The rest of the paper is organized as follows. After discussing related work (Section 2), we detail our use of the ADOS tool for developing a set of prompting actions and modes in structured tasks on a NAO humanoid robot (Section 3). Section 4 explains the integration of these tasks in an interactive storytelling scenario involving the robot and two controllable screens. Section 5 reports on our empirical study of children’s behavioral responses during a session with the robot. We proceed to discussing our findings in Section 7 and end with conclusions and future work in Section 8.
2 Related Work
This section presents an overview of related work in robot personalization and attention-related tasks, identifying the research gap in existing research. Furthermore, as adjacent but relevant topics to situate our approach, we briefly mention relevant work on robot assessment of social child behavior, and interactive storytelling, with a focus on the ASD domain.
2.1 Robot Personalization and Adaptation in the Autism Spectrum Disorder Domain
Personalization can be understood as a special case of general adaptation (changing an agent’s behavior as a function of different conditions). Personalization means that the robot adapts its behavior according to inter-individual differences. In contrast, in what follows, we will use the term “adaptation” to specifically refer to intra-individual adaptation, whereby a robot changes its behavior to account for changes in an individual’s behavior over time.
While personalization in human-robot interaction has been an increasingly relevant topics across several different domains (Ahmad et al., 2017; Rossi et al., 2017), in the autism domain many existing approaches still heavily rely on tele-operation or user-driven content customization (Palestra et al., 2016). According to Esteban et al. (2017), higher levels of autonomy are needed to bootstrap the performance and flexibility of such systems. The authors believe that supervised autonomy would be the ideal solution, leveraging the advantages that autonomy has to offer while including the therapist in the loop to ensure that the robot does not perform detrimental actions. The authors also developed a platform-independent architecture for automatic personalization (Cao et al., 2018) of robot behavior. On the perception side, the personalization of algorithms for detecting child behaviors, for instance related to affect and engagement, has also been investigated (Rudovic et al., 2018). These works highlight the importance of personalization in every component of a system developed for ASD intervention.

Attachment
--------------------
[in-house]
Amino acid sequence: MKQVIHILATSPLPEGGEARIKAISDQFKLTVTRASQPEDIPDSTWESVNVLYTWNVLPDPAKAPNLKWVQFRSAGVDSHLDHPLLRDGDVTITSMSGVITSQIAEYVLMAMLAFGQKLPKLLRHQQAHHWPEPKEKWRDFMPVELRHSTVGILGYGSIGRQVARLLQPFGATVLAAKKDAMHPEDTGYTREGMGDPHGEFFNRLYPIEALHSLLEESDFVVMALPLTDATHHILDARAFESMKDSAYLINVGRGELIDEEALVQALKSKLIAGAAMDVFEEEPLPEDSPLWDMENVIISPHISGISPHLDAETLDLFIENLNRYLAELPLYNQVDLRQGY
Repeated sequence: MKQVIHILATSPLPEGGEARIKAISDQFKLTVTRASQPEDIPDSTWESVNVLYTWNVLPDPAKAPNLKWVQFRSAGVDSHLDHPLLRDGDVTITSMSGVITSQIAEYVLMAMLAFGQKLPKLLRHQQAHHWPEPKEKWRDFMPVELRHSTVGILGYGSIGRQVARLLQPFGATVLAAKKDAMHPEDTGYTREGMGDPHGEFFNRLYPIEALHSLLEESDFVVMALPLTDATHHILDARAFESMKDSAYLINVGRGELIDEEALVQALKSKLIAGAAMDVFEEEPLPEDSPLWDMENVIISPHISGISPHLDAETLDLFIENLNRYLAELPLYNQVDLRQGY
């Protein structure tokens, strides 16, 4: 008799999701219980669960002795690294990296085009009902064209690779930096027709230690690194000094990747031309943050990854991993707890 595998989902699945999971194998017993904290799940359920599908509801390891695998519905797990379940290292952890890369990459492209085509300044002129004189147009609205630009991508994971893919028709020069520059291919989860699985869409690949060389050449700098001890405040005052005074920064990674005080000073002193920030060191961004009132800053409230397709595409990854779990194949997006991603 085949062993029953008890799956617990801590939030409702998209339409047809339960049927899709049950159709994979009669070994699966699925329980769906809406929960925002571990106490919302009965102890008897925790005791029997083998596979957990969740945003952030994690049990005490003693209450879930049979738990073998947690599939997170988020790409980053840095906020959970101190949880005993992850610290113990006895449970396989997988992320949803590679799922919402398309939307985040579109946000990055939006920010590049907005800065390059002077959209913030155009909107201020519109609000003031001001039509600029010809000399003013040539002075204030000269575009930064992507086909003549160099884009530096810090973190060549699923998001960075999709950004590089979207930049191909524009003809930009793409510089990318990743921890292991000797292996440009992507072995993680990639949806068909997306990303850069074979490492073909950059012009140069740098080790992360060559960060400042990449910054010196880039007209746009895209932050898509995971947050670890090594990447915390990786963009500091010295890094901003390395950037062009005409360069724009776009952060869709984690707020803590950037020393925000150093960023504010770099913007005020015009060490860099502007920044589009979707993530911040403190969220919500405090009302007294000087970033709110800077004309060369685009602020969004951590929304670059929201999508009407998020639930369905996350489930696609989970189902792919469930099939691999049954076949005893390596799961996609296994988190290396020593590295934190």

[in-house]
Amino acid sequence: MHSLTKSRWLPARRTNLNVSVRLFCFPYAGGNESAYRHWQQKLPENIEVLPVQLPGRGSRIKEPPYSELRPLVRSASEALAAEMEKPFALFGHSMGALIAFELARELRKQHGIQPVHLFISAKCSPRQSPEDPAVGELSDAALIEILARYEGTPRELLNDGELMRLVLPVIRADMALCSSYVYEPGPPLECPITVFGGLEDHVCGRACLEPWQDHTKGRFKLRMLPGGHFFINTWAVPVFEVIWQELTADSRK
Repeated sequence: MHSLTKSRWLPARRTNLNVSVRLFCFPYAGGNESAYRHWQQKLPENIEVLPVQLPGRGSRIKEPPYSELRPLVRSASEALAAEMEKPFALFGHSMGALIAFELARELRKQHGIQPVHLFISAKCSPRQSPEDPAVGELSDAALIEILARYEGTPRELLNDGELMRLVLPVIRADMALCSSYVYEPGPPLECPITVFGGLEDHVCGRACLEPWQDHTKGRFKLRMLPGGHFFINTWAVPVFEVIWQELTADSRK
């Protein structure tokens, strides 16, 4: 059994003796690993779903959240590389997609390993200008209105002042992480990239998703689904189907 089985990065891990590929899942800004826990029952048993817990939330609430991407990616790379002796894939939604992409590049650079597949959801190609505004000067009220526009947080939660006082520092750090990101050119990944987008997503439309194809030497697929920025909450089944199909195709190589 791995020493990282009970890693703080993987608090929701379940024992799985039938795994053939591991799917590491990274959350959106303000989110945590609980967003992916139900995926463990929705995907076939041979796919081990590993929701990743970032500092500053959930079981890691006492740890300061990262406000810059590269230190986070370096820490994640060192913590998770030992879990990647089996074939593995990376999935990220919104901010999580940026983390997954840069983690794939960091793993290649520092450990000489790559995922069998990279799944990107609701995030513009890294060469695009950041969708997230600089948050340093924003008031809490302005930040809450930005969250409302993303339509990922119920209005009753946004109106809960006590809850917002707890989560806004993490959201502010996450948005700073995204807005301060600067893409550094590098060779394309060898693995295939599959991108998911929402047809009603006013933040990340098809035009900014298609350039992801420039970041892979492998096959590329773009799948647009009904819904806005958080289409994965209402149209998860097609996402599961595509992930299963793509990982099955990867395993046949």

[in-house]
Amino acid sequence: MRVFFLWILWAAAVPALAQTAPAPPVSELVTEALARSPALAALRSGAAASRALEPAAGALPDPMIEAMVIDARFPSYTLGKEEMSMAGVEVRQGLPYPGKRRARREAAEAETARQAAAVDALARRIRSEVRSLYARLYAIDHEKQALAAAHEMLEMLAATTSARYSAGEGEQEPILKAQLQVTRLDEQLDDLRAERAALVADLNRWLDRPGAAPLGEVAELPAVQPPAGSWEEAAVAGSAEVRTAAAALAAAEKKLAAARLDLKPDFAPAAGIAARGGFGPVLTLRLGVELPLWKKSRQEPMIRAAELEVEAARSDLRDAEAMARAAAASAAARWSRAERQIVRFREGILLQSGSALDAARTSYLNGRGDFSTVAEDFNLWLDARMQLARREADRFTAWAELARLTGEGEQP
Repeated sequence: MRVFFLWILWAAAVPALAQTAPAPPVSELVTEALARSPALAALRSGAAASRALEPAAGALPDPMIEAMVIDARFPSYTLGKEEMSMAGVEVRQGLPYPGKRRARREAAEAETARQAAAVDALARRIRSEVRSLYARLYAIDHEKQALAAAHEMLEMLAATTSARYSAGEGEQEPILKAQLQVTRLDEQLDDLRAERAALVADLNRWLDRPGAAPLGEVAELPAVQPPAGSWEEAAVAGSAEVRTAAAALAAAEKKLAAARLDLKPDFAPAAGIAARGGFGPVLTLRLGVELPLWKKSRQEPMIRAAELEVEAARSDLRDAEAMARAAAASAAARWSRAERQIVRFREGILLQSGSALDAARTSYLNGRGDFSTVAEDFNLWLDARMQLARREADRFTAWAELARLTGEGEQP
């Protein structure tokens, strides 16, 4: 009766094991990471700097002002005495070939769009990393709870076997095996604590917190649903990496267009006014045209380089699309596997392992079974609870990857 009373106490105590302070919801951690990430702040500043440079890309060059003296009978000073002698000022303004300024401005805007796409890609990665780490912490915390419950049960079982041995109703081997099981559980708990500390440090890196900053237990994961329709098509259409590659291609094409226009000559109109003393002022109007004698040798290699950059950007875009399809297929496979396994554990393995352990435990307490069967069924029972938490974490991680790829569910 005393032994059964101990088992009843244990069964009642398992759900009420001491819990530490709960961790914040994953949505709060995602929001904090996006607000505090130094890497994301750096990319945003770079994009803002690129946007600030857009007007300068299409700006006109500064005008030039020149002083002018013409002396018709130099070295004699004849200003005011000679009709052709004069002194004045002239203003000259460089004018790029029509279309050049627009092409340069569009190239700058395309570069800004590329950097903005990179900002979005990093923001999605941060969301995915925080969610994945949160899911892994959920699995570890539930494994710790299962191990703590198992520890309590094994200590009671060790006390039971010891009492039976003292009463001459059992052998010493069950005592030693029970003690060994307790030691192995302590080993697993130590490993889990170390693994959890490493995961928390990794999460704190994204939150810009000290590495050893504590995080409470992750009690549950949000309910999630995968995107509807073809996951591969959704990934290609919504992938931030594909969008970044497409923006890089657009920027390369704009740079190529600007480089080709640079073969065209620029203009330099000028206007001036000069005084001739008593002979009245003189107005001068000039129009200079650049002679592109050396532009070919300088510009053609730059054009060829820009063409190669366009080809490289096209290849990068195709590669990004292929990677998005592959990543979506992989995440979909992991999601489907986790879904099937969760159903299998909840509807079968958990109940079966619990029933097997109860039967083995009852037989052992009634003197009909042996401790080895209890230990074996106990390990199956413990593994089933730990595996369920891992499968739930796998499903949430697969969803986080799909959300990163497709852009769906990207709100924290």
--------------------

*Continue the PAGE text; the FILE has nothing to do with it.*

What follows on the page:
Other major aspects of socially assistive autonomy are real-time and long-term adaptation. Examples of adaptive systems in the autism context include an affective robot adaptation method through multimodal measurements of affect to regulate a basketball-based task (Conn et al., 2008), and a model for graded robotic cueing in an imitation task (Greczek et al., 2014). Recent work by Clabaugh et al. (2019) demonstrated the effectiveness of their personalization and adaptation approach for in-home robot-assisted therapy. In our work, the robot adjusts its action level when no success is observed, which can be seen as an example of basic adaptation.
Other methods for long-term adaptation, including changing exercise difficulty based on assessed skill or past performance have been investigated in therapy and tutoring settings (Leyzberg et al. (2014); Scassellati et al. (2018)), however it is still unclear how personalization can be integrated as soon as the first session, or how the concept of “difficulty” can be also transferred to social cues rather than problem-solving tasks. It is also still unclear to date how personalized robot behavior should balance therapeutic goals and other objectives of the interaction, such as maintaining engagement.
2.2 Attention-Related Robotic Tasks